South Korean court refuses to allow search of presidential palace
A South Korean court has denied a bid by prosecutors to force aides of impeached President Park Geun-hye to comply with a search of the presidential compound.
The decision by Seoul Administrative Court was an apparent setback for the special prosecution team that must conclude its inquiry into Park's corruption allegations by the end of the month.
The prosecutors filed the lawsuit last week after Park's aides blocked them from searching the presidential Blue House, although they had a search warrant.
The court said the matter cannot be determined through an administrative lawsuit because Park's aides blocked the search based on criminal litigation laws that allow sites containing state secrets to do so.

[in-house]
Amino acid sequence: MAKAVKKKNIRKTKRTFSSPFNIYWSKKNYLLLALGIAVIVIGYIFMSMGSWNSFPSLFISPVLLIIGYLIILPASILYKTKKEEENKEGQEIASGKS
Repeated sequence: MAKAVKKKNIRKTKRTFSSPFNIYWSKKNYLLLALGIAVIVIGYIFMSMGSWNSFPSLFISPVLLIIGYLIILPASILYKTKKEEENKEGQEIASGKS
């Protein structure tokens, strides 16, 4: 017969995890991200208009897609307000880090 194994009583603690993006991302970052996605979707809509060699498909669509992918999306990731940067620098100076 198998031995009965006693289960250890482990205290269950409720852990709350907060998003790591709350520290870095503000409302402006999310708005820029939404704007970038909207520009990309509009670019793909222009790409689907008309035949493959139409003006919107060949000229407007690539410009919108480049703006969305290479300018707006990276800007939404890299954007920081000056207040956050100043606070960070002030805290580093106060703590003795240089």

The court also said the country's laws do not allow administrative lawsuits between state organisations.
The opposition-controlled parliament in December voted to impeach Park amid suspicions that she helped her friend extort money and favours from companies and allowed the woman to manipulate state affairs.
Prosecutors also want to question Park in person over the allegations, but have not yet determined when and how.
The Constitutional Court, which will decide whether Park should permanently step down or be reinstated to office, said on Thursday that it will close arguments on February 24, which indicates the ruling could come in early March.
If Park is formally unseated, a presidential election must be held within 60 days.